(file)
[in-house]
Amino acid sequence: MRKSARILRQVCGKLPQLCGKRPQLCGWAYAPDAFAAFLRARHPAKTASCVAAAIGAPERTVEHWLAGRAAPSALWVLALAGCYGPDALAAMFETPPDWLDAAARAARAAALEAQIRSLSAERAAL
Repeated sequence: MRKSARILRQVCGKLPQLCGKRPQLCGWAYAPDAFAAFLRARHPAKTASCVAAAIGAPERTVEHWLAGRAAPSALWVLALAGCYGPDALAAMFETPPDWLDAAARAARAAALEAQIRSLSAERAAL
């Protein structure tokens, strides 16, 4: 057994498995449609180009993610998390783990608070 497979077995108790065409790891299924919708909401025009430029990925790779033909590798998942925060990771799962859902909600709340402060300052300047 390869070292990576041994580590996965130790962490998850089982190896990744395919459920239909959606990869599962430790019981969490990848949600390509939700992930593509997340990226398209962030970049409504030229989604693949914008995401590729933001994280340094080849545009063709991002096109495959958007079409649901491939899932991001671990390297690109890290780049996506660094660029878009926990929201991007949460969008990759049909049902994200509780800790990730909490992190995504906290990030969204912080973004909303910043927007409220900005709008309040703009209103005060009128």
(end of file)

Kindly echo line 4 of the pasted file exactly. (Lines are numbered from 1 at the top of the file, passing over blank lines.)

């Protein structure tokens, strides 16, 4: 057994498995449609180009993610998390783990608070 497979077995108790065409790891299924919708909401025009430029990925790779033909590798998942925060990771799962859902909600709340402060300052300047 390869070292990576041994580590996965130790962490998850089982190896990744395919459920239909959606990869599962430790019981969490990848949600390509939700992930593509997340990226398209962030970049409504030229989604693949914008995401590729933001994280340094080849545009063709991002096109495959958007079409649901491939899932991001671990390297690109890290780049996506660094660029878009926990929201991007949460969008990759049909049902994200509780800790990730909490992190995504906290990030969204912080973004909303910043927007409220900005709008309040703009209103005060009128």